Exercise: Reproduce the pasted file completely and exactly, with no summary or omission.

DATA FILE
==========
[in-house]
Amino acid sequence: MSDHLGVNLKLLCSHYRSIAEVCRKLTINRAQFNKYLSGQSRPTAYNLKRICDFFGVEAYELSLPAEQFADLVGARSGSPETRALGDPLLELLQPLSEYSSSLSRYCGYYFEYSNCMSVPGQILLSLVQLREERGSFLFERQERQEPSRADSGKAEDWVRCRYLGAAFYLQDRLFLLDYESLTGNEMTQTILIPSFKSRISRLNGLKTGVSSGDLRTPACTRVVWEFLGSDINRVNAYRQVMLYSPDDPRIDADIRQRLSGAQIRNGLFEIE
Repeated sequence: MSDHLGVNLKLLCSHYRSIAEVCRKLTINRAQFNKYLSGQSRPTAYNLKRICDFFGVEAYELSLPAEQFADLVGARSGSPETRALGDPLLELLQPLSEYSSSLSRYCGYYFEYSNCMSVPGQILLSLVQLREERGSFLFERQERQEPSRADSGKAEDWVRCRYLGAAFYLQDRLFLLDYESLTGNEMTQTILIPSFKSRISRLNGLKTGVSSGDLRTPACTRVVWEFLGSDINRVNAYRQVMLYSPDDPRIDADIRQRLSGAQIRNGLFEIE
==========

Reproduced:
[in-house]
Amino acid sequence: MSDHLGVNLKLLCSHYRSIAEVCRKLTINRAQFNKYLSGQSRPTAYNLKRICDFFGVEAYELSLPAEQFADLVGARSGSPETRALGDPLLELLQPLSEYSSSLSRYCGYYFEYSNCMSVPGQILLSLVQLREERGSFLFERQERQEPSRADSGKAEDWVRCRYLGAAFYLQDRLFLLDYESLTGNEMTQTILIPSFKSRISRLNGLKTGVSSGDLRTPACTRVVWEFLGSDINRVNAYRQVMLYSPDDPRIDADIRQRLSGAQIRNGLFEIE
Repeated sequence: MSDHLGVNLKLLCSHYRSIAEVCRKLTINRAQFNKYLSGQSRPTAYNLKRICDFFGVEAYELSLPAEQFADLVGARSGSPETRALGDPLLELLQPLSEYSSSLSRYCGYYFEYSNCMSVPGQILLSLVQLREERGSFLFERQERQEPSRADSGKAEDWVRCRYLGAAFYLQDRLFLLDYESLTGNEMTQTILIPSFKSRISRLNGLKTGVSSGDLRTPACTRVVWEFLGSDINRVNAYRQVMLYSPDDPRIDADIRQRLSGAQIRNGLFEIE